In 1826, searching for a suitable gift for the king of France, Egypt's pasha happily seizes on the suggestion of a stable boy, Abdul, that he send his giraffe. With Abdul as his affectionate keeper, the creature creates a national sensation as he makes his way from Marseilles to the king's chateau at Saint-Cloud: Towns rename streets, dressmakers and milliners create new fashions, poets write ``long, thin poems,'' and admiring crowds gather along the route. The awestruck king delights Abdul by inviting him to stay on as keeper of the whole Royal Menagerie. In rich colors, softened edges, and subdued light reminiscent of Uri Shulevitz's The Treasure (1979), Poulin's oil paintings- -ranging from half-pages to wordless full spreads—show an interpretation of this historic event that is suffused with tongue- in-cheek charm; the calm, dignified giraffe towers with an indulgent air over excited, gnomish human figures, and the artist suggests an appropriate imaginary monument in the final scene: a giraffe's head built atop the Eiffel Tower. Nancy Milton's The Giraffe That Walked To Paris (1992) commemorates the same incident; while she, too, employs invented dialogue, the Colliers's first collaboration is a somewhat longer, more elaborately illustrated account. (Picture book. 8-10)

Pub Date: April 1, 1996

ISBN: 0-689-80679-5

Page Count: 32

Publisher: Simon & Schuster

Review Posted Online: May 20, 2010

Kirkus Reviews Issue: Jan. 1, 1996

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McDonald’s irrepressible third-grader (Judy Moody Gets Famous, 2001, etc.) takes a few false steps before hitting full stride. This time, not only has her genius little brother Stink submitted a competing entry in the Crazy Strips Band-Aid design contest, but in the wake of her science teacher’s heads-up about rainforest destruction and endangered animals, she sees every member of her family using rainforest products. It’s all more than enough to put her in a Mood, which gets her in trouble at home for letting Stink’s pet toad, Toady, go free, and at school for surreptitiously collecting all the pencils (made from rainforest cedar) in class. And to top it off, Stink’s Crazy Strips entry wins a prize, while she gets . . . a certificate. Chronicled amusingly in Reynolds’s frequent ink-and-tea drawings, Judy goes from pillar to post—but she justifies the pencil caper convincingly enough to spark a bottle drive that nets her and her classmates not only a hundred seedling trees for Costa Rica, but the coveted school Giraffe Award (given to those who stick their necks out), along with T-shirts and ice cream coupons. Judy’s growing corps of fans will crow “Rare!” right along with her. (Fiction. 8-10)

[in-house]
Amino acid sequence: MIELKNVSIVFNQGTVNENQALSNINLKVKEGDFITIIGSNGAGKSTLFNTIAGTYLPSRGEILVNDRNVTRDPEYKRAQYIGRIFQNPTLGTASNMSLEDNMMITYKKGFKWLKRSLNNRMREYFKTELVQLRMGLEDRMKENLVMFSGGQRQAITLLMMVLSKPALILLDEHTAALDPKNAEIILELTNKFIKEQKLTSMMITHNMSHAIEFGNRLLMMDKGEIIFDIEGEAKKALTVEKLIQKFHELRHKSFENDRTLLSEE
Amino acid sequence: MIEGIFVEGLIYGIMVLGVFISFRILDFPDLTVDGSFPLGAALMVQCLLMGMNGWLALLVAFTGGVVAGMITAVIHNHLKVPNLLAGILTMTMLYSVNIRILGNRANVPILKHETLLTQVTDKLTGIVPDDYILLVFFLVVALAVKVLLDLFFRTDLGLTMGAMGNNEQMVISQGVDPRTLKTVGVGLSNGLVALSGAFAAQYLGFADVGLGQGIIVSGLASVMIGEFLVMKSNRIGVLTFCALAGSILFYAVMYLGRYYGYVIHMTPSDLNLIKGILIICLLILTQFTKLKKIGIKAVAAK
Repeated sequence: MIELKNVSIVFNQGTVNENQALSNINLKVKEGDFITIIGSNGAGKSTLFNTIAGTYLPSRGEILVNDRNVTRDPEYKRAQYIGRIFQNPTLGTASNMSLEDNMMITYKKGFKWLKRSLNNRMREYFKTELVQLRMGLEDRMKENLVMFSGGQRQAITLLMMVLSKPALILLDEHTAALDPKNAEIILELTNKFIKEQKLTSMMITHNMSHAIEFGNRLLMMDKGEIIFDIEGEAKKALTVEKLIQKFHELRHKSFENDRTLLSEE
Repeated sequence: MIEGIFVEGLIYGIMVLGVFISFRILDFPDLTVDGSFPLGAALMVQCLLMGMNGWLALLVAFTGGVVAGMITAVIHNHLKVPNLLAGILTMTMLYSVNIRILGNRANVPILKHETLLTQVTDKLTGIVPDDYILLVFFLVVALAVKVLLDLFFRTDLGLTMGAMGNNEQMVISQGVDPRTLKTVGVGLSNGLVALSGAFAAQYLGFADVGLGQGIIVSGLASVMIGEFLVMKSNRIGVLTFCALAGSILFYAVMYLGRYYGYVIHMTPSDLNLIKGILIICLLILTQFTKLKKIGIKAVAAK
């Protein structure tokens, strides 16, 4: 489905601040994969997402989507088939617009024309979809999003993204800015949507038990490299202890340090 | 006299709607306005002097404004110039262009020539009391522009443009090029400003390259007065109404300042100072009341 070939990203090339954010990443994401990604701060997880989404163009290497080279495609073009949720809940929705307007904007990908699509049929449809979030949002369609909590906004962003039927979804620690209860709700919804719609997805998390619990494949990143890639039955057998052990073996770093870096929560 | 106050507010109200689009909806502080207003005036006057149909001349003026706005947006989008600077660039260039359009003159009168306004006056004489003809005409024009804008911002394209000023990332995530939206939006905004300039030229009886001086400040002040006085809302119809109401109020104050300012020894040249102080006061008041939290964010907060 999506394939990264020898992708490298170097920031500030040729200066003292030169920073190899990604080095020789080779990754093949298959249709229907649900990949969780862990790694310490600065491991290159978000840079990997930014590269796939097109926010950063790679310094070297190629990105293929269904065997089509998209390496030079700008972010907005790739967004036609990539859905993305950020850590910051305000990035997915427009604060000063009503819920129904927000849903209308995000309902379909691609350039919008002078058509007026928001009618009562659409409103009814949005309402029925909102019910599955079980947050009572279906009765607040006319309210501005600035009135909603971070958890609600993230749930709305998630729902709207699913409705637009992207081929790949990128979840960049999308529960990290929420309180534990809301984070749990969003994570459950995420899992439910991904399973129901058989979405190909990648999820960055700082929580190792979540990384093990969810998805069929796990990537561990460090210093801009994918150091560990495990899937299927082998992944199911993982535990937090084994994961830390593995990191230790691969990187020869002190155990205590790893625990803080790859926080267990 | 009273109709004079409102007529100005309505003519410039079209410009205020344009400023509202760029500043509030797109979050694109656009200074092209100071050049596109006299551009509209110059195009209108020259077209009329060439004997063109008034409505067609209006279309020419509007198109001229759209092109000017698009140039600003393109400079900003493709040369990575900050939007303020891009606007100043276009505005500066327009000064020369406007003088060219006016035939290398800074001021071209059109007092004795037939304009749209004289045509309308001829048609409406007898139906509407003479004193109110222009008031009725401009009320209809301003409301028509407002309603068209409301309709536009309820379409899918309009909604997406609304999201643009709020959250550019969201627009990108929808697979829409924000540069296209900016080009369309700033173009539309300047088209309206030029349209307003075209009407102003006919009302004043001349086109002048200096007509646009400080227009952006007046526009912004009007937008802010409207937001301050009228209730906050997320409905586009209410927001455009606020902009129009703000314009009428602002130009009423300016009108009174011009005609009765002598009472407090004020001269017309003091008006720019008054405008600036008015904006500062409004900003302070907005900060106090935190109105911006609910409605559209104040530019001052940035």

Pub Date: Aug. 1, 2002

ISBN: 0-7636-1446-7

Page Count: 160

Publisher: Candlewick

Review Posted Online: May 20, 2010

Kirkus Reviews Issue: July 1, 2002

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For shark fanciers, a look at a Los Angeles Natural History Museum exhibit, Sharks: Fact and Fantasy. Now touring the country, it includes models of large and small sharks, many of them swimming in simulated undersea settings. The text follows a group of young museum-goers as they examine shark teeth, fossil sharks, sharks in art, and a living shark embryo; shark anatomy, special adaptations, types of sharks, and some shark facts are also included. Photos are clear, colorful and engaging. Not comprehensive, but an attractive added purchase. Pronunciation guide; additional reading; index. (Nonfiction. 8-10)

Pub Date: Sept. 23, 1991

ISBN: 0-395-57560-5

Page Count: 48

Publisher: Clarion

Review Posted Online: May 20, 2010

Kirkus Reviews Issue: Sept. 1, 1991

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